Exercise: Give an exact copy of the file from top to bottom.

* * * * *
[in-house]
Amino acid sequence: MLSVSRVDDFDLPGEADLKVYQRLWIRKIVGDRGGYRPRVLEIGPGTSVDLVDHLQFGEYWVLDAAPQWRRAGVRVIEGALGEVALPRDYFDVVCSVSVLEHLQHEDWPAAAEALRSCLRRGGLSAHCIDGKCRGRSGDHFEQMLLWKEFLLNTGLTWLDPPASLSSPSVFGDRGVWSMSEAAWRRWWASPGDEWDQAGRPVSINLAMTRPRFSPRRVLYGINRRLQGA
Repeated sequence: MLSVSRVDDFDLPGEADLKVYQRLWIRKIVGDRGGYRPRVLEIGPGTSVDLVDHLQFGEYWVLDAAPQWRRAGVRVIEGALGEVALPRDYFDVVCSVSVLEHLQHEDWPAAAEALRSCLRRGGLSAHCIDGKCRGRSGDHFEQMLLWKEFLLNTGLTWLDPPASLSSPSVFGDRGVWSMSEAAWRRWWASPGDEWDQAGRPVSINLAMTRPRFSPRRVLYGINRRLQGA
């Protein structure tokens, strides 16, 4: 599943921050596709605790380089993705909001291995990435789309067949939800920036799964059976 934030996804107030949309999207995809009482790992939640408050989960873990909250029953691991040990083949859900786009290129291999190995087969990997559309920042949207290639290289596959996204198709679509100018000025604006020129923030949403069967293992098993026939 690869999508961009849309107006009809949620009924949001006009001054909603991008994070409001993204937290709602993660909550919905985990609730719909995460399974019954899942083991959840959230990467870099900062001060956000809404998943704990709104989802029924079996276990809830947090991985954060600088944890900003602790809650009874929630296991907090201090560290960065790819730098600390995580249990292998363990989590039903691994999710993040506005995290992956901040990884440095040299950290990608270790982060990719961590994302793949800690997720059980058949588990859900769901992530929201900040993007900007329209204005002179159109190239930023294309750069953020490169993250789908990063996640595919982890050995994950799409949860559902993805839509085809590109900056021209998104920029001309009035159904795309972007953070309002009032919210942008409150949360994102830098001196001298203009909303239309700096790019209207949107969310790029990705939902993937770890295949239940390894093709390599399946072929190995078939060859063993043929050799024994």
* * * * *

[in-house]
Amino acid sequence: MLSVSRVDDFDLPGEADLKVYQRLWIRKIVGDRGGYRPRVLEIGPGTSVDLVDHLQFGEYWVLDAAPQWRRAGVRVIEGALGEVALPRDYFDVVCSVSVLEHLQHEDWPAAAEALRSCLRRGGLSAHCIDGKCRGRSGDHFEQMLLWKEFLLNTGLTWLDPPASLSSPSVFGDRGVWSMSEAAWRRWWASPGDEWDQAGRPVSINLAMTRPRFSPRRVLYGINRRLQGA
Repeated sequence: MLSVSRVDDFDLPGEADLKVYQRLWIRKIVGDRGGYRPRVLEIGPGTSVDLVDHLQFGEYWVLDAAPQWRRAGVRVIEGALGEVALPRDYFDVVCSVSVLEHLQHEDWPAAAEALRSCLRRGGLSAHCIDGKCRGRSGDHFEQMLLWKEFLLNTGLTWLDPPASLSSPSVFGDRGVWSMSEAAWRRWWASPGDEWDQAGRPVSINLAMTRPRFSPRRVLYGINRRLQGA
């Protein structure tokens, strides 16, 4: 599943921050596709605790380089993705909001291995990435789309067949939800920036799964059976 934030996804107030949309999207995809009482790992939640408050989960873990909250029953691991040990083949859900786009290129291999190995087969990997559309920042949207290639290289596959996204198709679509100018000025604006020129923030949403069967293992098993026939 690869999508961009849309107006009809949620009924949001006009001054909603991008994070409001993204937290709602993660909550919905985990609730719909995460399974019954899942083991959840959230990467870099900062001060956000809404998943704990709104989802029924079996276990809830947090991985954060600088944890900003602790809650009874929630296991907090201090560290960065790819730098600390995580249990292998363990989590039903691994999710993040506005995290992956901040990884440095040299950290990608270790982060990719961590994302793949800690997720059980058949588990859900769901992530929201900040993007900007329209204005002179159109190239930023294309750069953020490169993250789908990063996640595919982890050995994950799409949860559902993805839509085809590109900056021209998104920029001309009035159904795309972007953070309002009032919210942008409150949360994102830098001196001298203009909303239309700096790019209207949107969310790029990705939902993937770890295949239940390894093709390599399946072929190995078939060859063993043929050799024994």